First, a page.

Posted by on October 30, 2013 in Tips and Hints


Old photos are a real family treasure. But if you’re not sure who the person is in the photo you’ve found, it can help to find out what type of photo you have. The kind of photographic process used can give you a clue as to the time frame during which the picture was taken.

Daguerrotypes (1839–1860)

Daguerrotypes are made of silver-plated copper with a polished surface. They are very fragile, so are usually covered with glass and are in small cases padded with satin or velvet.

Tintypes or Ferrotypes (1856–early 1900s)

Tintypes were popular during the US Civil War. They’re made of a thin sheet of iron coated with black varnish. They were very durable so that soldiers could carry photos, and send them back home without fear of ruining them.

Cabinet Cards (1866–1920s)

Most photos taken in the late 1800s are ‘cabinet cards’. These photos were printed on thin paper that was then mounted onto thick card. These normally have the name of the photographer or studio on the front of the card.

Portrait Postcards (1900–1920s)

Portraits printed with postcard backs became popular at the turn of the century. Styles of postcard changed a lot, but after 1907 they’re largely similar to a modern-day postcard layout.

The Black and White Snapshot (1900–1960s)

In 1900, Kodak launched the Brownie camera. Affordable and easy to use, cameras were not just for professionals anymore.

Colour Transparencies or Slides (1940s–1970s)

The ability to develop colour film became widely available in the 1940s and 1950s. Slides became popular, and colour photos have been the norm ever since.


  1. David Bourne

    Great! Except you haven’t included the ambrotype which most of the small padded cases are. Invented by Frederick Scott Archer, they used glass plates and you can distinguish them from Daguerrotypes because they are clearer and don’t have the mirror appearance. They were a lot cheaper and were around from 1852 to 1890.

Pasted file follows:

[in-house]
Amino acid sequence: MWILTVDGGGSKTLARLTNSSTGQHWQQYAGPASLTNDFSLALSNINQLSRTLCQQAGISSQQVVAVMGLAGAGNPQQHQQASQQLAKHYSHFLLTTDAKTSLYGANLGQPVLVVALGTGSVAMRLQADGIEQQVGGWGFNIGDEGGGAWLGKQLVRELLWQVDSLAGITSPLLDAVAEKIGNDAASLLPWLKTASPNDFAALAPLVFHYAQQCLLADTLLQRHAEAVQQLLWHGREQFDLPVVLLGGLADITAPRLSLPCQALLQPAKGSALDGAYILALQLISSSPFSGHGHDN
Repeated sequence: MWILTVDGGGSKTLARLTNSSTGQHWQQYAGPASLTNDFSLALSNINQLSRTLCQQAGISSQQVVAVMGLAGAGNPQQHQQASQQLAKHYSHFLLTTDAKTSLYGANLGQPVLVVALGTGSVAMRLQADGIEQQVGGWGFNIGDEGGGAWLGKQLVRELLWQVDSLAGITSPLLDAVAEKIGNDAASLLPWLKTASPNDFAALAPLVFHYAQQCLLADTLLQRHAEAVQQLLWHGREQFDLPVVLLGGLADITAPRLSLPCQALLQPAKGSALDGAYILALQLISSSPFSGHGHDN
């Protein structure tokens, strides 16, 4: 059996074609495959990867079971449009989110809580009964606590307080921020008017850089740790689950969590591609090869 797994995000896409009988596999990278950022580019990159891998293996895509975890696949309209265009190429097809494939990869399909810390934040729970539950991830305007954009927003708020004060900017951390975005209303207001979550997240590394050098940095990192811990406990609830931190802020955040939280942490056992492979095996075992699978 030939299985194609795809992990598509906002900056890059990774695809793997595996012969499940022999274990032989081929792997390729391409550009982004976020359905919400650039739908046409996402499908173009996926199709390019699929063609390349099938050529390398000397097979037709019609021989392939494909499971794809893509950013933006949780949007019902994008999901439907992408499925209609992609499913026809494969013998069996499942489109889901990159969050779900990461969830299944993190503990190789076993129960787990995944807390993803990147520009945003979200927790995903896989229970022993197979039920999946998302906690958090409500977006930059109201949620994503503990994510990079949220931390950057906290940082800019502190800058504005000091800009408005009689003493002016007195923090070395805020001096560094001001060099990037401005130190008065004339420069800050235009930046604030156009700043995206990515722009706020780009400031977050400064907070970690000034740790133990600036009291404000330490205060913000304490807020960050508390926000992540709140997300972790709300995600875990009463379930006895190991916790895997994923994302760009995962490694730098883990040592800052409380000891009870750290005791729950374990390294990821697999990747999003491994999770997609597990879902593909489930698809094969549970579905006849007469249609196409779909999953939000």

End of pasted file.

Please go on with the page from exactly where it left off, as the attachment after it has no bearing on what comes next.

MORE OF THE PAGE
Also the Carte de Visite which were the fore runner of the Cabinet card. They were smaller only 10 x 6.25cm as compared to the cabinet’s 16.5 x 11cm. Special albums were made to slip the two sizes of cards into.
    Having the photographer’s name can be a real gem as you can often trace when they were in business at that address, even sometimes to a particular year.

  2. Isobel

    It was very interesting your comments on photographic prints I have two tin plated photos of my mothers family one large round one and a smaller one
    Because of there age they are starting to all crack each year getting worse
    Have any advice how to restore these fine pics to their original beauty??

  3. Vivienne Crudeli

    I have two pictures (whom I suspect may be my g/grandparents or older)which are portraits painted on a thick china type glass. They are no longer in frames and very fragile (one having broken in several places). Who did this type of work, how old do you think they are and how do I maintain/restore them.

  4. jacqui simmons

    I have a very old photo on cardboard in sepia colour. It is a ‘war-time’ photo and has my father along with other soldiers on it and a general in the centre.. I would like to know who the general is.

  5. Peter chapman

    I have noticed that early color photos Circa late 1900 deteriate while covered in those plastic covers the photograph company used. Modern photo imaging techniques don’t really restore them to their original colours

  6. Kevin Dyson

    Well I have learned something here today, and I also have one of these “cabinet cards”.It is of my great grandfather Frederick Pocknall who came to NZ in 1874. The photo is in sepia and mounted on card, by the studio, which is London Portrait Rooms,Princes Street,Dunedin and taken in 1881.
    It is still in fairly good condition,considering its age.

  7. Nigel Lampert

    I have large photographs of my grandmother and great grandmother. One of them is printed on silk. It was always rolled up in in a metal tube for at least 40 years of my life until we framed it some years ago. Can you shed some light on this? I have never heard of this before or since. The photograph appears to be of Victorian vintage given nature of the dress.

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